While those who has completed their original covid vaccine protocol will still be defined as “fully vaccinated,” CDC Director Rochelle Walensky says the agency will start emphasizing the need to be “up to date” with a booster shot. Walensky also spoke about the state of the U.S. public health system during an interview with Politico.
Walensky: CDC Language “Pivoting” On “Fully Vaccinated”
The Centers for Disease Control and Prevention is not changing the definition of “fully vaccinated,” but is instead “pivoting the language” to get people “up to date” on their vaccinations, CDC director Rochelle Walensky said Friday. Walensky’s remarks come after health officials and Walensky herself have gone back and forth on whether or not they would change the definition of “fully vaccinated” with the emergence of the Omicron variant. (Doherty, 1/21)
The Shifting Definition Of Fully Vaccinated
The definition of what it means to be “fully vaccinated” is evolving even as the CDC has remained careful not to officially change it. CDC officials have been balancing the job of convincing Americans who’ve already gotten two doses of the importance of boosters with getting many Americans who still need their first doses to get their shots at all. “What we’re really working to do is pivot the language to make sure everyone is up to date with their COVID-19 vaccines as they personally could be, should be based on when they got their last vaccine,” CDC director Rochelle Walensky said during a press briefing. (Reed, 1/24)
‘The CDC Alone Can’t Fix This’: Walensky Calls For Overhaul Of U.S. Public Health System
The U.S. needs to rethink its approach to tackling Covid-19 by rebuilding the nation’s public health system, Centers for Disease Control and Prevention Director Rochelle Walensky said in an interview with POLITICO. It’s been a year since Walensky took over the public health agency and the country has gone through a vaccine rollout, seen variants emerge and witnessed three massive surges. To Walensky, the pandemic shows no signs of vanishing. This week, an average of 740,000 infections were reported each day. On Thursday, the day she spoke with POLITICO, more than 2,400 people were reported as having died from Covid-19. (Banco, 1/21)
Some places are requiring the booster to be considered fully vaxxed —
Why Doesn’t ‘Fully Vaccinated’ For COVID-19 Mean Booster Shots?
Despite the CDC’s reticence to change the definition, many organizations and governments who use the term “fully vaccinated” are adding booster requirements to their COVID-19 rules. Read on to learn which colleges, businesses and countries now require boosters. (Colby and Butler, 1/23)
Booster Required On Maui To Be Considered Fully Vaccinated
Come Monday, a COVID-19 booster shot will be required for eligible individuals in order to be considered fully vaccinated in Maui County. Proof of a booster will be required to confirm patrons are “up to date” with their vaccination, if they want to dine indoors at a restaurant or bar, or exercise inside of a gym. (Osher, 1/21)
Travel + Leisure:
Spain To Require A Booster Shot For Travelers Next Month — What To Know
Travelers heading to Spain will be required to show proof of a COVID-19 booster dose starting next month, becoming the latest country to rely on the extra shot. Starting Feb. 1, most international travelers, including from the United States, will be required to show proof they have received a booster dose of a coronavirus vaccine no more than 270 days (about 9 months) after the last dose of their initial vaccine series, according to Spain’s tourism site. (Fox, 1/21)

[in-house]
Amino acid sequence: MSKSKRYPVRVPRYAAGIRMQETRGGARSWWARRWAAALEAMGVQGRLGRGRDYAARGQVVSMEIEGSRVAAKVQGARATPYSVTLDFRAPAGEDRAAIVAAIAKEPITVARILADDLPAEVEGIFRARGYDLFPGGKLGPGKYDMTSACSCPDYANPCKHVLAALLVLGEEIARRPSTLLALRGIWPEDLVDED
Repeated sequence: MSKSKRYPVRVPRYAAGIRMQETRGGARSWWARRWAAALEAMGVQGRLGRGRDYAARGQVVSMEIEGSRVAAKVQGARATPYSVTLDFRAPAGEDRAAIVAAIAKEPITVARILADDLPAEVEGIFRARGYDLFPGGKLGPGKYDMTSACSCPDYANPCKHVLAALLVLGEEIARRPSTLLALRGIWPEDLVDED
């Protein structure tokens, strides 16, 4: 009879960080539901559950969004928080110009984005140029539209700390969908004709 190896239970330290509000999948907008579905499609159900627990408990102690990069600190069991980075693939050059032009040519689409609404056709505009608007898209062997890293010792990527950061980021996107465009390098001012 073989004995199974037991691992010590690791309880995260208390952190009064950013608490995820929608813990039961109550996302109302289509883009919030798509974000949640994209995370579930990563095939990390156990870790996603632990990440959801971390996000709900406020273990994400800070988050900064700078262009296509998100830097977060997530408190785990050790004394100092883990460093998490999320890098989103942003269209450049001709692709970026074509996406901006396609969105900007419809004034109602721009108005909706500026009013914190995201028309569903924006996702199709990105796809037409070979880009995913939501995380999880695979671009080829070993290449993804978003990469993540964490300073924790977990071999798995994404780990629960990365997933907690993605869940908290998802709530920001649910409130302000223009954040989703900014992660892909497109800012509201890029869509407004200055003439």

In other news from the Biden administration —
One Year In, How Much Of Trump’s Health Agenda Has Biden Undone?
It’s been a year since President Joe Biden took the reins of the federal executive branch, and with them the power to undo health policies of his predecessor. So how much has this administration accomplished? It depends on how — and what — you count. Biden or his health officials were quick to reverse many of the policies President Donald Trump implemented that did not require formal regulations. Those include having the U.S. rejoin the World Health Organization, rolling back the “Mexico City” policy that banned aid or international organizations that support abortion rights, and canceling a ban on the use of federal funds to study fetal tissue from elective abortions. (Rovner, 1/21)
The New York Times:
Biden’s Pandemic Fight: Inside The Setbacks Of The First Year
Dr. Rochelle Walensky was stunned. Working from her home outside Boston on a Friday night in late July, the director of the Centers for Disease Control and Prevention had just learned from members of her staff that vaccinated Americans were spreading the coronavirus. Vaccines had been the core of President Biden’s pandemic strategy from the moment he took office. But as Dr. Walensky was briefed about a cluster of breakthrough cases in Provincetown, Mass., the reality sank in. The Delta variant, which had ravaged other parts of the world, was taking hold in the United States. And being vaccinated would not, it turned out, prevent people from becoming infected with the variant or transmitting it. (Shear, Stolberg, LaFraniere and Weiland, 1/23)
This is part of the KHN Morning Briefing, a summary of health policy coverage from major news organizations. Sign up for an email subscription.